The Four Crosses is an old coaching inn originally built in 1636, with some of the timbers thought to be a thousand years old.  Today it’s seeking a new owner with newspapers claiming the hauntings are putting buyers off.  The reported spooky goings on include the ghost of a baby that fell off the bar and died, a child who ran outside an was immediately killed on the busy road outside, ‘Knocker’ an old regular at the pub, marching soldiers, a man who committed suicide in the garage, and many more.

The evening started with a medium doing some readings amongst the group, and then the group was split into three teams who spent the evening doing vigils in the main hall room, the upstairs bedrooms, and the cellars.

I didn’t feel scared at any point in the evening, and the only thing I experienced was during a session with a planchette where the group were ‘contacted’ by a man called Normal Mole, an old bar worker from the pub, who died at the age of 78.  He lost money playing snooker, and in the room he contacted us was accompanied by five other ghosts.  I’ve not looked into whether any of that information is accurate or could be backed up with real evidence.

From a photography point of view a lot of the evening was spent in the dark which made photography a challenge.  But I’m always amazed just how much detail can be brought out of the dark with a bit of simple editing in Lightroom

Whilst editing I spotted just one oddity, which you can take a look at in the photo looking out of the window below…

An Eerie Evening

Last night (or should that be this morning?) I, along with some friends, did a ghost hunt.  When it comes to ghosts I’m quite open minded but firmly sat on the fence – I’d like to believe there is something after life, but my scientific mind won’t let me believe anything without proof.  And I think the only proof that would mean anything would be for something to happen to me.

The ghost hunt was run by Eerie Evenings at The Manor House in West Bromwich, from 9pm through to 2am the next morning.  I wasn’t quite sure what to expect, so rather than risk taking my ‘proper’ camera I took my small Samsung Galaxy Camera (and a big jumper, two torches, and some gloves – it was a chilly night).  It’s not the best in dark conditions, but a lot cheaper to fix if I dropped it in the dark!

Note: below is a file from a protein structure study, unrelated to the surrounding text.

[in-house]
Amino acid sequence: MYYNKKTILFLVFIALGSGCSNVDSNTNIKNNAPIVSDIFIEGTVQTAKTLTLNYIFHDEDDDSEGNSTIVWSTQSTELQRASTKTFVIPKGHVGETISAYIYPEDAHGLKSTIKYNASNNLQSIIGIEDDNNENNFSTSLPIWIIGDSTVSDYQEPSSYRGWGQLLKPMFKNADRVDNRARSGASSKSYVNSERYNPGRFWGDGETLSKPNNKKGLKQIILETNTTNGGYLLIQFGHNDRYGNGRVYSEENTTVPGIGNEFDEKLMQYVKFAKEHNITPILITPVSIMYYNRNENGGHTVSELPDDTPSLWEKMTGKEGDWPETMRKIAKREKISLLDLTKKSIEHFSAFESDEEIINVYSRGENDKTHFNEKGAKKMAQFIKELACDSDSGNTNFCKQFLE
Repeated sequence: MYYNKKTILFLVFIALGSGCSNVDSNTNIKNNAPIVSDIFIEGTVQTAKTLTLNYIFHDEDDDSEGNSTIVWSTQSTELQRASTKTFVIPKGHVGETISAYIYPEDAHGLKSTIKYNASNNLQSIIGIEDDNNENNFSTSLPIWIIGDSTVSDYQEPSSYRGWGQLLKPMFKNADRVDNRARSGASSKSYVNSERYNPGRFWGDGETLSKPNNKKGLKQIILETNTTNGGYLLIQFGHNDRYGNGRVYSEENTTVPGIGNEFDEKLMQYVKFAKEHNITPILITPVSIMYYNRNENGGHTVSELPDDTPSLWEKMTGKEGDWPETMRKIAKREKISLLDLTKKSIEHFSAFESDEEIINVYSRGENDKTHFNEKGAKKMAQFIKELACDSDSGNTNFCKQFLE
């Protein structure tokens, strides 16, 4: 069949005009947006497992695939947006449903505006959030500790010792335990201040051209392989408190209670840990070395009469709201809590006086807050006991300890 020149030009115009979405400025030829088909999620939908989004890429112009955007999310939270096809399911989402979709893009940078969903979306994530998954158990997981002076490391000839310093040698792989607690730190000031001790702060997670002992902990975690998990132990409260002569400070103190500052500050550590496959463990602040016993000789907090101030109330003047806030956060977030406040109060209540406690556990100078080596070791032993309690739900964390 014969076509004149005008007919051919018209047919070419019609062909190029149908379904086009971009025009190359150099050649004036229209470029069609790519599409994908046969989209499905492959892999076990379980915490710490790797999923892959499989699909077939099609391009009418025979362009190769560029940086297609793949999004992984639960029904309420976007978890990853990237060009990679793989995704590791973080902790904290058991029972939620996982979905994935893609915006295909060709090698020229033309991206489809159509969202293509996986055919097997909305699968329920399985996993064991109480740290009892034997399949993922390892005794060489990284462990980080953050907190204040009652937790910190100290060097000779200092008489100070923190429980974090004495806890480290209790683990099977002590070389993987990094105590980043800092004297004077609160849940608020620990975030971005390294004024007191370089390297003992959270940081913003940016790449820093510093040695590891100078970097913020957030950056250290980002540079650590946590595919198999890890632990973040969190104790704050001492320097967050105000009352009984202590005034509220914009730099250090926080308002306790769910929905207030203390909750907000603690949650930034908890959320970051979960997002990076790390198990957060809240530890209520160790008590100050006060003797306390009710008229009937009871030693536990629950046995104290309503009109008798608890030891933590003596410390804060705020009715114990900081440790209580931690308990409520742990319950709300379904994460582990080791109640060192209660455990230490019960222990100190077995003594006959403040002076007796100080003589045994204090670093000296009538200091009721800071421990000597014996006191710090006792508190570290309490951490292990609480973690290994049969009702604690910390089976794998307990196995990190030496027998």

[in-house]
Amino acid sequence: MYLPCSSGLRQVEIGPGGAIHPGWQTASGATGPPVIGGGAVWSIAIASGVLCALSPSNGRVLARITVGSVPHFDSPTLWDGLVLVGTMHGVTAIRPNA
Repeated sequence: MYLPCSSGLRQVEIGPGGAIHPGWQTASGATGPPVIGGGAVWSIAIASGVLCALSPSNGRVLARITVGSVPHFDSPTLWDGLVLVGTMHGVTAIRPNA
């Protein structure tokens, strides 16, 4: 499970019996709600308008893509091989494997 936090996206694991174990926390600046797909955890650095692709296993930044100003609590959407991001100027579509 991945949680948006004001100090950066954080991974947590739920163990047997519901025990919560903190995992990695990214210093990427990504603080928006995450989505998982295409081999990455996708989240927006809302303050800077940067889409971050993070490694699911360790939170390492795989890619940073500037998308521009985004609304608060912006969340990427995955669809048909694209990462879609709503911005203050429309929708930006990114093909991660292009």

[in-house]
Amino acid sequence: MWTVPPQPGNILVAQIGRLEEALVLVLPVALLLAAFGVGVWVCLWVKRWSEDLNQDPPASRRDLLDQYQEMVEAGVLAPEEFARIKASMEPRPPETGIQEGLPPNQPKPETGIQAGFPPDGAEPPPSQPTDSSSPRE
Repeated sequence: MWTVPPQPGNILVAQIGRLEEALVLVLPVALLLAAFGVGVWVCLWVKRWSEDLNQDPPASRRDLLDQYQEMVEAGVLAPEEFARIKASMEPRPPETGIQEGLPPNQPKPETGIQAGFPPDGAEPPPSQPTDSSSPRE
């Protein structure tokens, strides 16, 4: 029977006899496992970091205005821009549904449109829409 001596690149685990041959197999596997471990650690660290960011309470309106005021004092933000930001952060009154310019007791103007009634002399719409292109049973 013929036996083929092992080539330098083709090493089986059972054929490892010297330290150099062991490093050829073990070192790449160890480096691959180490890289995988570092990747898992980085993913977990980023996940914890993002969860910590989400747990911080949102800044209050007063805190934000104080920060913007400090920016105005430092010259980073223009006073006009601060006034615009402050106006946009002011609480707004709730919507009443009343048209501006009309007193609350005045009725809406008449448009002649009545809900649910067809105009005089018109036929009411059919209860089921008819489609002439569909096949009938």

The evening started with an introduction from the Eerie Evenings team to the twenty seven people there – and they explained they were all open minded, there’d be no tricks, and everyone should take away from the evening whatever they wanted to believe.  We then had a tour of the house, had a session with a medium, and then split up into small groups to start the vigils.  On the vigils we tried Ouija boards and table tipping, used EMF monitors and laser thermometers, and talked in order to make ‘contact’.

The Ouija boards and table tipping had limited success for us, but in all three areas we went we had EMF readings and even banging in response to questions we asked.  There were areas of the building where I felt very apprehensive and uneasy, but for the most part felt very at ease.  

The only point where I had any kind of personal experience was after the group was asking a young girl ghost called Lucy to touch me.  They’d given up and gone for a tea break, and as I was making my way out of the room I felt something touch my on my arm.  I’d say it was about the same force as when a fly or wasp flues into you.  Not quite conclusive proof, but unexplained all the same.

Other people claimed to have seen a ghost – a bearded man staring out of a window – but there were no photos. 

At the end of the evening we did a ‘human pendulum’.  Something I’ll leave you to experience for yourself if you ever do a ghost hunt.  I’m just surprised I didn’t dream about Shaun of the Dead afterwards!

I’ll definitely do another ghost hunt some time, and will take the proper camera to get some better images of the event and maybe some video too.